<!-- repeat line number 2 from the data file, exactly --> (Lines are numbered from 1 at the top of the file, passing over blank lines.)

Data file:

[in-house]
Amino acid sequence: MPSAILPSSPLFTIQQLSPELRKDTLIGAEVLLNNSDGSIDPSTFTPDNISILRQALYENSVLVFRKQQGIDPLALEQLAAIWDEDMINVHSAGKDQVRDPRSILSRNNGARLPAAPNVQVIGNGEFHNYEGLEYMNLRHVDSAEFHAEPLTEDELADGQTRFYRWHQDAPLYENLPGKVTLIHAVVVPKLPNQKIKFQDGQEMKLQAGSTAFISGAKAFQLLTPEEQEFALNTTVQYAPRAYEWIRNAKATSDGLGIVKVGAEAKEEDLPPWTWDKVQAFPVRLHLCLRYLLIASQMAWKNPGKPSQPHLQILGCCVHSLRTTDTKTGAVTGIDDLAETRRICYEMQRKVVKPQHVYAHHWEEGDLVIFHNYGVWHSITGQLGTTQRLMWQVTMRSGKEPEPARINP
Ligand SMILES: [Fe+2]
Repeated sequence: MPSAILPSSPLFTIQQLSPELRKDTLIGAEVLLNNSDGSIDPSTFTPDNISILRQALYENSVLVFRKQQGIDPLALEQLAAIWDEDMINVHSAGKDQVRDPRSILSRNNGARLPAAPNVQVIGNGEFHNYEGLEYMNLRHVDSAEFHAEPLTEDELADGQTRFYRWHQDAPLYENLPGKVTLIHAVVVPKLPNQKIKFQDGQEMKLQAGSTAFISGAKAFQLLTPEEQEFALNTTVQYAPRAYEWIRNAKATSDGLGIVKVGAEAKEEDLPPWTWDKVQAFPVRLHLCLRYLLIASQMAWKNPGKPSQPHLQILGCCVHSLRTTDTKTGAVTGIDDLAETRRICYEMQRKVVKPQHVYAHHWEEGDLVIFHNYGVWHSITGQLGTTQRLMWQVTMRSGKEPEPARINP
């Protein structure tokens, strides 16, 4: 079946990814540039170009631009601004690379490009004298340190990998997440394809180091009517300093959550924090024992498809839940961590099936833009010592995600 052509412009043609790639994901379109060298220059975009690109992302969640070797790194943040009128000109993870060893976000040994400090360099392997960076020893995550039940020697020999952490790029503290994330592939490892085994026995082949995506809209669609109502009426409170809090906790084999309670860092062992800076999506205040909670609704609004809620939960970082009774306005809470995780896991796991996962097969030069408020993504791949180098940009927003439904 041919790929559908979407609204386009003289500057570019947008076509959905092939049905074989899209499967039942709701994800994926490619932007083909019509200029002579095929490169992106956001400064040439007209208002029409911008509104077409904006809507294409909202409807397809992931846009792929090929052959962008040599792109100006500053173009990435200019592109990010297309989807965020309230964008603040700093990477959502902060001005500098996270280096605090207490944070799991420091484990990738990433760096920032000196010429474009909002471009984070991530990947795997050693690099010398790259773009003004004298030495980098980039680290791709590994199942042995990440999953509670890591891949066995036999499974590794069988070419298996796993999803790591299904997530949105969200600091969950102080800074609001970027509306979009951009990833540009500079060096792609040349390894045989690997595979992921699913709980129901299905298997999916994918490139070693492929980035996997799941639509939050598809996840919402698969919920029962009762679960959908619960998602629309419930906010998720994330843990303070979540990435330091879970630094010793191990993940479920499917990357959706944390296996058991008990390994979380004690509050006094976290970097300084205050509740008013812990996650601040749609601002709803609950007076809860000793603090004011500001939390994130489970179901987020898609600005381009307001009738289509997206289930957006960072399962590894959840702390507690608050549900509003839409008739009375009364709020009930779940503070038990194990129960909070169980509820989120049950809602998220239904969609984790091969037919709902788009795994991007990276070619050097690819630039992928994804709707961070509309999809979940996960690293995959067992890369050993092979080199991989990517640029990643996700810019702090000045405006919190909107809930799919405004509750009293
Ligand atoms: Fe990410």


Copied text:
Amino acid sequence: MPSAILPSSPLFTIQQLSPELRKDTLIGAEVLLNNSDGSIDPSTFTPDNISILRQALYENSVLVFRKQQGIDPLALEQLAAIWDEDMINVHSAGKDQVRDPRSILSRNNGARLPAAPNVQVIGNGEFHNYEGLEYMNLRHVDSAEFHAEPLTEDELADGQTRFYRWHQDAPLYENLPGKVTLIHAVVVPKLPNQKIKFQDGQEMKLQAGSTAFISGAKAFQLLTPEEQEFALNTTVQYAPRAYEWIRNAKATSDGLGIVKVGAEAKEEDLPPWTWDKVQAFPVRLHLCLRYLLIASQMAWKNPGKPSQPHLQILGCCVHSLRTTDTKTGAVTGIDDLAETRRICYEMQRKVVKPQHVYAHHWEEGDLVIFHNYGVWHSITGQLGTTQRLMWQVTMRSGKEPEPARINP